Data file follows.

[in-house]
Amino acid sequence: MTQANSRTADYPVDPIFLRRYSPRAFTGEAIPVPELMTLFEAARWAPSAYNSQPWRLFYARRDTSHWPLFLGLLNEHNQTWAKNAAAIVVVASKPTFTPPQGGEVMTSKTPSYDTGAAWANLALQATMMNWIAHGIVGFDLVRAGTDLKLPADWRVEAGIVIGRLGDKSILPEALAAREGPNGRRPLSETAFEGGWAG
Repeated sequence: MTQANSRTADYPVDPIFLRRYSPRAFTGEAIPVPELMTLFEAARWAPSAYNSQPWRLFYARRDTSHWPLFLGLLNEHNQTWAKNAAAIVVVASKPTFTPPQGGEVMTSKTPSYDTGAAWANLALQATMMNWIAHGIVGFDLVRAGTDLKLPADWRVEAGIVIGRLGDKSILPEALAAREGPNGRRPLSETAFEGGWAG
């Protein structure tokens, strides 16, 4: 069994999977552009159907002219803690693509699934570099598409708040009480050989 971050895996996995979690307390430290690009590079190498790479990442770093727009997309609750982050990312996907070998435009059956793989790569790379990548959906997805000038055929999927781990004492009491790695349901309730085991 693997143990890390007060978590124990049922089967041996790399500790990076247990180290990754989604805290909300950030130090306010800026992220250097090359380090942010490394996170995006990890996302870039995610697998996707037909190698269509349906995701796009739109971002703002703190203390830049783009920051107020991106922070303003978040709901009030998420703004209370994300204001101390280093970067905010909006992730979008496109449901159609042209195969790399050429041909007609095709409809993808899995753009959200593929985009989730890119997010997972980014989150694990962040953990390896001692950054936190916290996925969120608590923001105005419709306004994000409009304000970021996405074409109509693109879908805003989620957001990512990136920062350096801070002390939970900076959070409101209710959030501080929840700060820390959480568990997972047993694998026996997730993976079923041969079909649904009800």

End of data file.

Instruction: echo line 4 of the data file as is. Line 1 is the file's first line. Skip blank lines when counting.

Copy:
């Protein structure tokens, strides 16, 4: 069994999977552009159907002219803690693509699934570099598409708040009480050989 971050895996996995979690307390430290690009590079190498790479990442770093727009997309609750982050990312996907070998435009059956793989790569790379990548959906997805000038055929999927781990004492009491790695349901309730085991 693997143990890390007060978590124990049922089967041996790399500790990076247990180290990754989604805290909300950030130090306010800026992220250097090359380090942010490394996170995006990890996302870039995610697998996707037909190698269509349906995701796009739109971002703002703190203390830049783009920051107020991106922070303003978040709901009030998420703004209370994300204001101390280093970067905010909006992730979008496109449901159609042209195969790399050429041909007609095709409809993808899995753009959200593929985009989730890119997010997972980014989150694990962040953990390896001692950054936190916290996925969120608590923001105005419709306004994000409009304000970021996405074409109509693109879908805003989620957001990512990136920062350096801070002390939970900076959070409101209710959030501080929840700060820390959480568990997972047993694998026996997730993976079923041969079909649904009800």